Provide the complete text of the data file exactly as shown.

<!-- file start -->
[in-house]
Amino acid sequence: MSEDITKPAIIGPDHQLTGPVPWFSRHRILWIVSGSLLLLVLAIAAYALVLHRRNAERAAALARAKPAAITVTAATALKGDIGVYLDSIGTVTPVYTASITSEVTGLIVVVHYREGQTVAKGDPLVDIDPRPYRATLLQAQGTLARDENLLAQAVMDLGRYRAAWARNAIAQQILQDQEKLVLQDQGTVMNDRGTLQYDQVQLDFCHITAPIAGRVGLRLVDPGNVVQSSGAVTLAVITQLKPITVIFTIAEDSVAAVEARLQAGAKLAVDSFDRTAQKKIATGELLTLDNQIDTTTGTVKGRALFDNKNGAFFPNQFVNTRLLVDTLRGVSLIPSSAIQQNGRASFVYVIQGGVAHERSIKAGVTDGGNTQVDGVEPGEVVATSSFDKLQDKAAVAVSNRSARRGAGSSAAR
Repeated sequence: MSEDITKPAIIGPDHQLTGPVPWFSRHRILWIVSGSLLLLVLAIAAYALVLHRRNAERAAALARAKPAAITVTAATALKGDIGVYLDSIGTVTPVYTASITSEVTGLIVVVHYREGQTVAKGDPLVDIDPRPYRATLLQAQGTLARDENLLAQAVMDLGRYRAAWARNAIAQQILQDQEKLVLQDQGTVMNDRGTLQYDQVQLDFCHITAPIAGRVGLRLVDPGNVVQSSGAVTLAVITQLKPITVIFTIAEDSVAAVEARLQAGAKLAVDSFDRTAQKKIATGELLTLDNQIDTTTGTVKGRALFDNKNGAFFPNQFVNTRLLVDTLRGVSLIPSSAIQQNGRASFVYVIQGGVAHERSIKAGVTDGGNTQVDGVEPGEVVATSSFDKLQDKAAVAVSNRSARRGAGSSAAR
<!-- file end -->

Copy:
[in-house]
Amino acid sequence: MSEDITKPAIIGPDHQLTGPVPWFSRHRILWIVSGSLLLLVLAIAAYALVLHRRNAERAAALARAKPAAITVTAATALKGDIGVYLDSIGTVTPVYTASITSEVTGLIVVVHYREGQTVAKGDPLVDIDPRPYRATLLQAQGTLARDENLLAQAVMDLGRYRAAWARNAIAQQILQDQEKLVLQDQGTVMNDRGTLQYDQVQLDFCHITAPIAGRVGLRLVDPGNVVQSSGAVTLAVITQLKPITVIFTIAEDSVAAVEARLQAGAKLAVDSFDRTAQKKIATGELLTLDNQIDTTTGTVKGRALFDNKNGAFFPNQFVNTRLLVDTLRGVSLIPSSAIQQNGRASFVYVIQGGVAHERSIKAGVTDGGNTQVDGVEPGEVVATSSFDKLQDKAAVAVSNRSARRGAGSSAAR
Repeated sequence: MSEDITKPAIIGPDHQLTGPVPWFSRHRILWIVSGSLLLLVLAIAAYALVLHRRNAERAAALARAKPAAITVTAATALKGDIGVYLDSIGTVTPVYTASITSEVTGLIVVVHYREGQTVAKGDPLVDIDPRPYRATLLQAQGTLARDENLLAQAVMDLGRYRAAWARNAIAQQILQDQEKLVLQDQGTVMNDRGTLQYDQVQLDFCHITAPIAGRVGLRLVDPGNVVQSSGAVTLAVITQLKPITVIFTIAEDSVAAVEARLQAGAKLAVDSFDRTAQKKIATGELLTLDNQIDTTTGTVKGRALFDNKNGAFFPNQFVNTRLLVDTLRGVSLIPSSAIQQNGRASFVYVIQGGVAHERSIKAGVTDGGNTQVDGVEPGEVVATSSFDKLQDKAAVAVSNRSARRGAGSSAAR